Only two of Nato’s six biggest defence spenders — the US and France — will fulfil a pledge to protect military budgets made at the alliance’s summit five months ago.
Britain, Canada, Germany and Italy are all forecast to cut military spending this year, flouting an explicit promise not to do this, made at September’s Nato gathering in Wales. Nato nations are expected to spend a minimum of 2 per cent of gross domestic product on defence, but very few do so.
The figures, outlined in a report published on Thursday by the European Leadership Network, an association of former and current diplomats, military officials and politicians, comes as Nato faces up to what officials believe is the gravest challenge to its existence since the end of the cold war. They also show the extent to which Nato nations have spoken loudly about standing up to Russian aggression in Ukraine but have failed to commit resources.
“The last year has been much more a triumph of rhetoric over delivery,” said Ian Kearns, ELN director and a former UK defence policy adviser. “In spite of the talk of Ukraine being a game-changer for the alliance, it is much more business as usual.”
The need to increase collective defence spending has been a frequent refrain of successive Nato leaders and was addressed as a priority policy problem at the Wales summit — which was touted by many as the most significant Nato meeting for 20 years.
All 28 alliance members signed a commitment at the gathering reaffirming the 2 per cent target. They also agreed a pledge to “halt” further erosions in defence budgets and an aim to increase them in real terms in line with GDP growth.
Amount Nato members say they aim to spend on defence as a percentage of GDP — although very few do so
“It is not that they aren’t hitting their GDP target that is the striking thing, it is that they are missing their commitment to reverse the trend in declining budgets,” said Mr Kearns.
Responding to the ELN report, Oana Lungescu, a Nato spokeswoman, said there was “a serious mismatch between the security challenges we face and the resources we are dedicating to our defence”.
Ms Lungescu also acknowledged that the decision to increase defence spending was complicated by budgetary constraints and would “take time to implement”.
US military expenditure is forecast at 3.4 per cent of GDP this year, well above the 2 per cent threshold. France’s defence budget, equivalent to 1.5 per cent of GDP, is set to remain stable in 2015.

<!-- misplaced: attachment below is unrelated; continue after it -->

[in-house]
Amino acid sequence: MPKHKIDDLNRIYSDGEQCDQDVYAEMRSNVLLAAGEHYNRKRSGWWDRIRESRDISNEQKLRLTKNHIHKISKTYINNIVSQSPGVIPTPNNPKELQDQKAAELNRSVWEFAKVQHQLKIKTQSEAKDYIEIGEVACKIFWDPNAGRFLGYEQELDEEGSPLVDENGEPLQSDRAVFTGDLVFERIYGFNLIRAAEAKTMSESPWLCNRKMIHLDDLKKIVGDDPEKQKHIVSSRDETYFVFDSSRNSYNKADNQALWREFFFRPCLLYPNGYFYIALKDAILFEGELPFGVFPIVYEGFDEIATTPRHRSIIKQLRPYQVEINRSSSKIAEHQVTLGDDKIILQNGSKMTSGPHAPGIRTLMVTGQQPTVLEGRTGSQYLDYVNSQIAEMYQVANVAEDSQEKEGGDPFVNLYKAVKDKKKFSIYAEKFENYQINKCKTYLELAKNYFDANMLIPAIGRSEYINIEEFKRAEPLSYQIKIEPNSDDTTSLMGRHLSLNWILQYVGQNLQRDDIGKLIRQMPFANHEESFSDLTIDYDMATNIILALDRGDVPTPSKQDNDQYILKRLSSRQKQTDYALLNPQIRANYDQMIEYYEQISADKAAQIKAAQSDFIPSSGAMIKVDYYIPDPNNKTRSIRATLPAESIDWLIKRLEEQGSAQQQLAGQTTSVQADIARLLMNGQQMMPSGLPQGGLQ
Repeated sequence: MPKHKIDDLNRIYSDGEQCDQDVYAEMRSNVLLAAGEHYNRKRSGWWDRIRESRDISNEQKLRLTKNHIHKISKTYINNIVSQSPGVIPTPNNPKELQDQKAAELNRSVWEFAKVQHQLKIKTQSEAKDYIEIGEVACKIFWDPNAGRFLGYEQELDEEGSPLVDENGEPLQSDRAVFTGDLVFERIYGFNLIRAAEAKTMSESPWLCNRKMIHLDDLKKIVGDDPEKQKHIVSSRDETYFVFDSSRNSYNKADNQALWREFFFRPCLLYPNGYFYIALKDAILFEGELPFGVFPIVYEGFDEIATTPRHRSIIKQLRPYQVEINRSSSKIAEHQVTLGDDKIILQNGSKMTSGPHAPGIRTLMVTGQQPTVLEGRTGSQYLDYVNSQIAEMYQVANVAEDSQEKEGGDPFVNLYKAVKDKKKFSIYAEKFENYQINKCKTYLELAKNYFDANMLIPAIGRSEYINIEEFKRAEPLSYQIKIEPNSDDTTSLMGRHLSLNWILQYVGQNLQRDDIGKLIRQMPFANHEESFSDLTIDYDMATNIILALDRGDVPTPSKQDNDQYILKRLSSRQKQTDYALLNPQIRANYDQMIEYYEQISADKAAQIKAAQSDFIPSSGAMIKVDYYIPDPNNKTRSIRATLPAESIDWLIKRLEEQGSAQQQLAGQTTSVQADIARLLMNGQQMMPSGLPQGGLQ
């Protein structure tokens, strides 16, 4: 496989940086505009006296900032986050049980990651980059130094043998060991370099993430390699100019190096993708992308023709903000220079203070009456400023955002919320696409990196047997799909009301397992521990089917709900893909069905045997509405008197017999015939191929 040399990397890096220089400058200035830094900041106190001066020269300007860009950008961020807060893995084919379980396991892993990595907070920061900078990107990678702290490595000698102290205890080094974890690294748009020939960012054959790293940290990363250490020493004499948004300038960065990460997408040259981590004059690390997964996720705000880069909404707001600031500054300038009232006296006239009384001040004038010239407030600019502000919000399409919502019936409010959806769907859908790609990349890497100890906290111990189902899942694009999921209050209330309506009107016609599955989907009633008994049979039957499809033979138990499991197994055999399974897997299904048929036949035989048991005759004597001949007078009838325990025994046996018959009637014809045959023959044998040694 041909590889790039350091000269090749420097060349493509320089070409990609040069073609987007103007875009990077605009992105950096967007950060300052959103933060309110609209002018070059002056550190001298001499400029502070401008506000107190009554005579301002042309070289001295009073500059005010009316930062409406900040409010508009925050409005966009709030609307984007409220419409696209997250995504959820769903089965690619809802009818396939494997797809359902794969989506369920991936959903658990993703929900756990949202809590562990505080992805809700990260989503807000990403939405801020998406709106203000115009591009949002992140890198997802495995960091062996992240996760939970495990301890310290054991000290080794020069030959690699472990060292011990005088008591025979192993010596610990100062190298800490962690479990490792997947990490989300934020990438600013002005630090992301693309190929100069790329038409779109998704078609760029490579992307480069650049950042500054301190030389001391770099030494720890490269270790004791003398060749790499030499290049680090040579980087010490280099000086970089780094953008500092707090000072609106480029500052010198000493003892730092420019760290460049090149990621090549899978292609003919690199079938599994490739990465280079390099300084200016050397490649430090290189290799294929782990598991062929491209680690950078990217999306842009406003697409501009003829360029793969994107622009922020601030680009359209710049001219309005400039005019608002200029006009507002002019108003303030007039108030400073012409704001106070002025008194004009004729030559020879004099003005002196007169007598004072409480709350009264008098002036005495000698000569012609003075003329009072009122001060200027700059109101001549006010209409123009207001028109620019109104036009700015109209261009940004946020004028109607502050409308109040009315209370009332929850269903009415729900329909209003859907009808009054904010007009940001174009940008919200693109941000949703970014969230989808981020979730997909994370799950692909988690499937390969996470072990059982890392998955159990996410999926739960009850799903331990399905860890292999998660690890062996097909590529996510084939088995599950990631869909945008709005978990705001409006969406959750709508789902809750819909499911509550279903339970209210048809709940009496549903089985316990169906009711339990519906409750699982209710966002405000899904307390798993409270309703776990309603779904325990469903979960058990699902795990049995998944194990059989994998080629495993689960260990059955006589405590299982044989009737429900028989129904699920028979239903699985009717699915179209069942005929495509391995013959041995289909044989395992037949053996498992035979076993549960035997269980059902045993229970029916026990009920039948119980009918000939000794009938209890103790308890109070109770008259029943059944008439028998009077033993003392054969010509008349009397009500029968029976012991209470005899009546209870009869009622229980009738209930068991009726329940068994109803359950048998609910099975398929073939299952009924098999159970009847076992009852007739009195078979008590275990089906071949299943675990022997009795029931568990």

But the UK, Nato’s biggest defence spender after Washington, will reduce its military budget from $55bn to $54bn in 2015, dropping from 2.07 per cent of GDP to 1.88 as the economy grows this year.
Speaking to the Financial Times on Wednesday, William Hague, the former British foreign secretary, gave warning of “a systemically less stable world” and said the UK needed to maintain a powerful military, intelligence service and diplomatic presence. “I am totally in favour of maintaining Nato obligations and I have been totally in favour of spending 2 per cent — at least 2 per cent — of our national income on defence in this parliament,” said Mr Hague.
Meanwhile, Germany, Italy and Canada are set to spend a combined $5.7bn less on defence this year than last. All three countries already fall significantly short of their Nato commitments — each allocating 1-1.2 per cent of GDP to defence.
Germany’s low defence expenditure has been a particular bone of contention within the alliance and is becoming a sensitive issue, as US and UK troop numbers stationed there are reduced and debate over Berlin’s role in the world grows among German politicians.
In all, 14 Nato states have now finalised their national budgets for spending in 2015.
Seven others besides France and the US will meet their Nato pledge: the Netherlands, Norway, Poland, Romania and the three Baltic states of Latvia, Lithuania and Estonia. These seven are relatively small spenders in absolute terms, however. Collectively, they spend less than half the current annual defence budget of the UK.
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